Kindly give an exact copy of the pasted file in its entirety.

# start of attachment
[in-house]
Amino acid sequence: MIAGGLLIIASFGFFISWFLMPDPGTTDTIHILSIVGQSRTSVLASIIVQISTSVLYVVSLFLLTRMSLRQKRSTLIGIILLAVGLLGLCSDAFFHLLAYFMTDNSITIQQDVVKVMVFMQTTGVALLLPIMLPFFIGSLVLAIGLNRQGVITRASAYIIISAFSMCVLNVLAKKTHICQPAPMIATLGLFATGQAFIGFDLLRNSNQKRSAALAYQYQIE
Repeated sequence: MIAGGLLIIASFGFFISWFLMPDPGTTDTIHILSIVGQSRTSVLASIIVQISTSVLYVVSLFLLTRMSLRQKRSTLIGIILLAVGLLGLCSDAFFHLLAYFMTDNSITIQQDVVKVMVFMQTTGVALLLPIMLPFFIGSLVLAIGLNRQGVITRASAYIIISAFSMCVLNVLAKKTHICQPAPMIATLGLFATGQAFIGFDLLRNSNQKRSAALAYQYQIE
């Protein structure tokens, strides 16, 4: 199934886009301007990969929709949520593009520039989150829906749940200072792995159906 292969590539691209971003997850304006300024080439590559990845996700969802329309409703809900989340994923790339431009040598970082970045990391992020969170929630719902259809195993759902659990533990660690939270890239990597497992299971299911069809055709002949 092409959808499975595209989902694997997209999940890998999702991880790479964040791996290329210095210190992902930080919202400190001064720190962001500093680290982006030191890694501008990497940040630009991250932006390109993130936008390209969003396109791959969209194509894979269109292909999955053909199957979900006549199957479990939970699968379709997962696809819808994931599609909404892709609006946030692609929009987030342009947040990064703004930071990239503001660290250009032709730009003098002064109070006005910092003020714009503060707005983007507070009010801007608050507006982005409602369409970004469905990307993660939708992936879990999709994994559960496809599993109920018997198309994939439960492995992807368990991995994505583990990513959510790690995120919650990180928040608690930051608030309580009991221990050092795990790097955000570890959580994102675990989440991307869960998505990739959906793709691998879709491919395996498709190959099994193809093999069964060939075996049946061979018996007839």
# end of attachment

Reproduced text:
[in-house]
Amino acid sequence: MIAGGLLIIASFGFFISWFLMPDPGTTDTIHILSIVGQSRTSVLASIIVQISTSVLYVVSLFLLTRMSLRQKRSTLIGIILLAVGLLGLCSDAFFHLLAYFMTDNSITIQQDVVKVMVFMQTTGVALLLPIMLPFFIGSLVLAIGLNRQGVITRASAYIIISAFSMCVLNVLAKKTHICQPAPMIATLGLFATGQAFIGFDLLRNSNQKRSAALAYQYQIE
Repeated sequence: MIAGGLLIIASFGFFISWFLMPDPGTTDTIHILSIVGQSRTSVLASIIVQISTSVLYVVSLFLLTRMSLRQKRSTLIGIILLAVGLLGLCSDAFFHLLAYFMTDNSITIQQDVVKVMVFMQTTGVALLLPIMLPFFIGSLVLAIGLNRQGVITRASAYIIISAFSMCVLNVLAKKTHICQPAPMIATLGLFATGQAFIGFDLLRNSNQKRSAALAYQYQIE
């Protein structure tokens, strides 16, 4: 199934886009301007990969929709949520593009520039989150829906749940200072792995159906 292969590539691209971003997850304006300024080439590559990845996700969802329309409703809900989340994923790339431009040598970082970045990391992020969170929630719902259809195993759902659990533990660690939270890239990597497992299971299911069809055709002949 092409959808499975595209989902694997997209999940890998999702991880790479964040791996290329210095210190992902930080919202400190001064720190962001500093680290982006030191890694501008990497940040630009991250932006390109993130936008390209969003396109791959969209194509894979269109292909999955053909199957979900006549199957479990939970699968379709997962696809819808994931599609909404892709609006946030692609929009987030342009947040990064703004930071990239503001660290250009032709730009003098002064109070006005910092003020714009503060707005983007507070009010801007608050507006982005409602369409970004469905990307993660939708992936879990999709994994559960496809599993109920018997198309994939439960492995992807368990991995994505583990990513959510790690995120919650990180928040608690930051608030309580009991221990050092795990790097955000570890959580994102675990989440991307869960998505990739959906793709691998879709491919395996498709190959099994193809093999069964060939075996049946061979018996007839």